Serbia is continuing to align itself with Russia and its Eastern allies, veering away from the EU and the rest of the Western world.
In January 2014, Serbia started its membership negotiations with the first accession chapters opened by the end of 2015. Despite this, the country’s actions have been anything but European, particularly in terms of its increasingly friendly and cooperative relationships with Russia.
In June, Serbian defense chief Aleksander Vulin boasted that Serbia were “no longer alone” should any Balkan war break out, following live-ammunition drills that took place between Serbian, Russian, and Belarusian troops.
“We have friends. That horrible moment in our history when we were alone, will never repeat again”, Vulin said in a statement, referring to Russia as their friends, and the 1999 US-led NATO bombing of Serbia.
Then just one month later it came to light that Serbia accused Romania of breaking the Convention concerning the Regime of Navigation on the Danube by not allowing the shipping of military vehicles by river through its country. Romania’s refusal was due to an EU embargo on the acquisition of Russian arms which was imposed after the annexation of Crimea.
Apparently Russia had “donated” 30 T-72 tanks and 30 BRDM-2 armoured combat vehicles to Serbia.
When questioned on the terms of the deal by BIRN they claimed it is “foreign secret data”and they have an obligation to Moscow to “keep it secret”.
August of this year, Serbia announced that come October it planned to join the Moscow-led Eurasian Economic Union (EAEU) alongside Armenia, Belarus, Kazakhstan, and Kyrgyzstan. It was then reported that the European Commission made it clear that Serbia would have to withdraw from all existing bilateral trade agreements before joining the bloc, including any made as a part of their membership with the EAEU.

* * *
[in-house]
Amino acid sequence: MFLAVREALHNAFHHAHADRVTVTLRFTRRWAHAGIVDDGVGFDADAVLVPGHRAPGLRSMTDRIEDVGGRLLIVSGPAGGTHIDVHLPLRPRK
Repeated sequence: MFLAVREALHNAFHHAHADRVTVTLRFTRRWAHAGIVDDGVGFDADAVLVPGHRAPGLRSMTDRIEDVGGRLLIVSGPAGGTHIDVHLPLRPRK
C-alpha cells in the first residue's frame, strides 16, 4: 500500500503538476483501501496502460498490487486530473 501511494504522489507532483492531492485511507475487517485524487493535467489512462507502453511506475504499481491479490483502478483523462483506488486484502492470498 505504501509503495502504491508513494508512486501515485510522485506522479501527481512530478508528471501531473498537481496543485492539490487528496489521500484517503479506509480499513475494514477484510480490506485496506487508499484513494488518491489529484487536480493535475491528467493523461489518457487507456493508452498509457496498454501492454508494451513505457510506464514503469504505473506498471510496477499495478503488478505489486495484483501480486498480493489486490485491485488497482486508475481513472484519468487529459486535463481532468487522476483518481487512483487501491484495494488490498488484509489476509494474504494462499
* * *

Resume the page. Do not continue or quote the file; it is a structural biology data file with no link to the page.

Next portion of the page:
This free-trade deal with Russia and its allies would give Serbia access to a market totaling 180 million people worth $5 trillion. Its accession to the EU however would gain them access to over 500 million consumers with a value of some €17 trillion.
But joining the EU comes at the price of aligning their policies with the EU’s, which means they would be expected to impose trade sanctions on Russia due to its action in the Ukraine, going against the terms of the EAEU membership.
On a state visit to Serbia in January 2019 where he got a heroes welcome, Putin said that the EU was forcing Serbia to make an “artificial choice’ between Moscow and the West.
During his visit, Aleksandar Vucic and Putin discussed a possible EU-brokered settlement between Serbia and Kosovo. Vucic then gifted the Russian leader with a puppy.
Both Serbia and Kosovo have been told to resolve their differences in order to resume EU membership talks. Negotiations between the two nations broke down in November 2018 after Kosovo imposed a 100% import tariff on Serbian imports. The tariff came as retaliation for Serbia’s undermining of Kosovo’s statehood and active lobbying against its membership in international organisations like UNESCO, INTERPOL etc.
Then in April, Serbian foriegn minister Ivica Dacic stated that “Serbia cannot defend its state interests without the assistance of the Russian Federation”. He added that Serbia would “not do anything without consulting Russia” and that “Russia is our biggest friend”.
These comments were in clear reference to the issue of Kosovo’s independence and in fact, Russia has campaigned tirelessly to keep Kosovo out of the United Nations since its declaration of independence in 2008.
Serbia’s pro-Russian actions have not gone unnoticed by existing members of the bloc. Earlier this year, French politicians sent a strong message that they do not look kindly on the idea of Serbia joining the EU in 2025. During a television debate “L’Emission Politique”, nine out of 12 MEP candidates voted against Serbia’s accession.
In addition to this, some 52 percent of French respondents in a recent YouGov survey said that they were against Serbia joining the EU. Undeveloped democracy and widespread corruption are just two of the reasons for Paris’ reluctance.
It seems that Moscow and Belgrade’s relationship is strengthening and deepening on a month by month basis, whilst its EU relationship is stalling. As tensions in the Western Balkans rise between Serbia and Kosovo, the former’s strengthening alliance with the muscle of Russia is a cause for concern, particularly for the latter which is backed by the US and most other Western States.